Environmental Transmission & Mitigation

The Environmental Transmission and Mitigation Co-operative led by Dr Kang Chang Wei aims to develop expertise to rapidly conduct epidemiological studies on environmental transmission and assess public health mitigating measures.



Dr Kang Chang Wei 

Dr Kang Chang Wei (Lead)

Dr Kang Chang Wei leads the PREPARE Environmental Transmission & Mitigation Co-operative. He is also concurrently Senior Scientist and Department Director (Fluid Dynamics Department) at the Agency for Science, Technology and Research (A*STAR) Institute of High Performance Computing (IHPC).

Dr Judith Wong

Dr Judith Wong (Deputy Lead)

Dr Judith Wong is a Director at the Environmental Health Institute, National Environment Agency, Singapore, where she oversees the Microbiology and Molecular Epidemiology Division. She leads a multidisciplinary scientific team working on various One Health initiatives including risk assessment and surveillance of vector-borne diseases, bio-surveillance, and environmental monitoring of antimicrobial resistance.

Key Personnel

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Dr Cary Kenny Turangan

Senior Scientist

Our Goals

  • To develop strategic capabilities to support scientific evidence-based approach to inform policy formulation related to environmental transmission, surveillance and mitigation. This includes timely transmission studies to inform policies, through improved modelling, experimental setup cross-examination of data and approved protocols, including in BSL-3 facilities, on-site and near real time surveillance research studies for early detection, warning and response.
  • Henceforth to build a scientific evaluation framework that facilitates communication between health agencies, health care workers, patients and the scientific community for interventions to be effective and sustainable.
  • To embark on policy-relevant programmes on environmental studies on infectious disease transmission, understanding the settings in which they occur, as well as the effectiveness of mitigation measures.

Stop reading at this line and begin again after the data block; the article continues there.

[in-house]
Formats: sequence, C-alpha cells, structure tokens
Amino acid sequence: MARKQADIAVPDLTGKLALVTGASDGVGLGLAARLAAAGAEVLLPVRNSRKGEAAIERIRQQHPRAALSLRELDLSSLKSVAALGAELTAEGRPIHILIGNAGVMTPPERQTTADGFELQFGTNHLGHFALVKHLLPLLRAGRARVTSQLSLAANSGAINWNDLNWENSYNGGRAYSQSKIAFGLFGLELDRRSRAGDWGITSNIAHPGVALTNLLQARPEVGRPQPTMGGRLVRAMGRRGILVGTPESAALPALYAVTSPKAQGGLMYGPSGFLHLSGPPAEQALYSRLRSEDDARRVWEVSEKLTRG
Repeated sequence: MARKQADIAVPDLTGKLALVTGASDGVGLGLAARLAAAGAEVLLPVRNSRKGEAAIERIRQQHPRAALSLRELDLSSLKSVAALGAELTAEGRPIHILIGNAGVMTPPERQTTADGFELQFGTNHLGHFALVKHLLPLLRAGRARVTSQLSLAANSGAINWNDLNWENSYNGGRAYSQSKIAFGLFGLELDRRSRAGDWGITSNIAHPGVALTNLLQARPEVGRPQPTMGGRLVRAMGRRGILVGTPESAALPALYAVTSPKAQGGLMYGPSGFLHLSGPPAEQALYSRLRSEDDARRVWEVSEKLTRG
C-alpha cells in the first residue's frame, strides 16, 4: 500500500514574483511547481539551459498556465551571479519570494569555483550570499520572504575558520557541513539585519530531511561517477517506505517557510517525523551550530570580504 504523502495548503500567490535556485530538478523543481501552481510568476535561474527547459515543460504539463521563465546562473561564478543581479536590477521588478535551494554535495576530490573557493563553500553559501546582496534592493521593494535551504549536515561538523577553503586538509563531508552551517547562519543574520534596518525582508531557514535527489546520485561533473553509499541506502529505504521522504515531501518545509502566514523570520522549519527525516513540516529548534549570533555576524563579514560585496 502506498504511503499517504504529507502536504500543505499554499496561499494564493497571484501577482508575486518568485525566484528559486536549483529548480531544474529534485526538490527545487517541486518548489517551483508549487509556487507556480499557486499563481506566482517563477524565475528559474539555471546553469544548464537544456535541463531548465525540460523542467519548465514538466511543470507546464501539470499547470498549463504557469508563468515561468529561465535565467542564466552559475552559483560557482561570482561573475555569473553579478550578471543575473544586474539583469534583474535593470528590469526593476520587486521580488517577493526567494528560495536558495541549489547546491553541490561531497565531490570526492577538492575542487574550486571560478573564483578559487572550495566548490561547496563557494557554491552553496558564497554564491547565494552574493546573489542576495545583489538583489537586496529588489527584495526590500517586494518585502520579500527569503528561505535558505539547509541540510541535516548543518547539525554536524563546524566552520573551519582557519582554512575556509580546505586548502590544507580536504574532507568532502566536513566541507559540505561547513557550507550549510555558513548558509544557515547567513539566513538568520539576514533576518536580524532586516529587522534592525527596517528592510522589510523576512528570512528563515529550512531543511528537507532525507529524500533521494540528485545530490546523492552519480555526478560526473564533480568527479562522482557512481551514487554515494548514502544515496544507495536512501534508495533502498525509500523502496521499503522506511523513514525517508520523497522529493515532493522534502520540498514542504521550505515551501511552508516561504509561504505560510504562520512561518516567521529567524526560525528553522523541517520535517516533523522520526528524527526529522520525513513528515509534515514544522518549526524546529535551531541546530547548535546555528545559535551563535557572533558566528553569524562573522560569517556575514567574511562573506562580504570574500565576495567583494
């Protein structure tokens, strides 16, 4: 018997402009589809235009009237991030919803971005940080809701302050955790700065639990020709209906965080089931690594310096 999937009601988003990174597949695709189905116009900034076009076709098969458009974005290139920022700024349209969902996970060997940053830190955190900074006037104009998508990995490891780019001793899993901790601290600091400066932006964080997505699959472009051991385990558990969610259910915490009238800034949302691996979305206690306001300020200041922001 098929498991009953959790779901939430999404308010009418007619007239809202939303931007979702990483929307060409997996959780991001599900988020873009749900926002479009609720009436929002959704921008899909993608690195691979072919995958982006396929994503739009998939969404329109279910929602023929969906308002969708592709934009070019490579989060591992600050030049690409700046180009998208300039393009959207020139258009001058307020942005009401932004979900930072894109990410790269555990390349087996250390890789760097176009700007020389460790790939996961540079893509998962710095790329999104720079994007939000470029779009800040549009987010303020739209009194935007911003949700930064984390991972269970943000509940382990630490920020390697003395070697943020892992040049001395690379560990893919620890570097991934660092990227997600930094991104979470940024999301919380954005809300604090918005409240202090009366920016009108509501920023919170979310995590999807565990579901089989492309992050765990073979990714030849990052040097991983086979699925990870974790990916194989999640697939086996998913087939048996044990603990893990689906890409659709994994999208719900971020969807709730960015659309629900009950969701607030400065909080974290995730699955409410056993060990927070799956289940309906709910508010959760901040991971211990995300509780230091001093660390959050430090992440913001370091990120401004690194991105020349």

Our Strategy

The Environmental Transmission and Mitigation Co-Operative is steering towards commissioned projects and two grant calls focused on developing evidence-based scientific methodologies to help inform policy formulation e.g. to develop timely transmission risk assessment framework, accurate environmental sensing technologies that may flag up locations or situations where the risk of infectious disease spread is heightened, and to develop effective and sustainable disinfection strategies.

Our Collaborations

A*CRUSE Airflow and Droplet Studies

Institute of High Performance Computing (IHPC), A*STAR
Chang Wei Kang, Keng Hui Lim, George Xu, Hongying Li, Zhengwei Ge, Chin Chun Ooi, Zhong Liang Ou Yang and Fong Yew Leong.

Institute of Materials Research and Engineering (IMRE), A*STAR
Ady Suwardi, Ivan Tan, Dan Daniel, Davy Cheong, Xian Jun Loh, Anton Sadovoy and Jingyee Chee

To prevent the spread of COVID-19, it is important to understand the flight trajectories of airborne droplets from emission to deposition on a human subject at a distance when coughing, singing or talking, as well as aerodynamics, droplets physics and their interactions. A*STAR’s ongoing research studies the spread and movement of airborne droplets in different conditions and environments. The combination of IHPC’s computational modelling expertise and IMRE’s experimental design and particle sensing capabilities allowed the teams to cross validate the findings and quantify potential aerosol exposure levels in different settings and social distancing, such as in public spaces.  A*STAR has been working with public sector agencies, event providers and organisers, and other organisations, to look into and implement measures that will allow events to take place safely, by helping them to address factors that contribute to virus spread such as crowd sizes, distancing between people and confined spaces with poor ventilation. The research team worked with colleagues from A*STAR’s biomedical research institutes, as well as the National Centre of Infectious Diseases (NCID), to better understand the infectivity of COVID-19 cough droplet transmission. The National Supercomputing Centre (NSCC) also supported this research.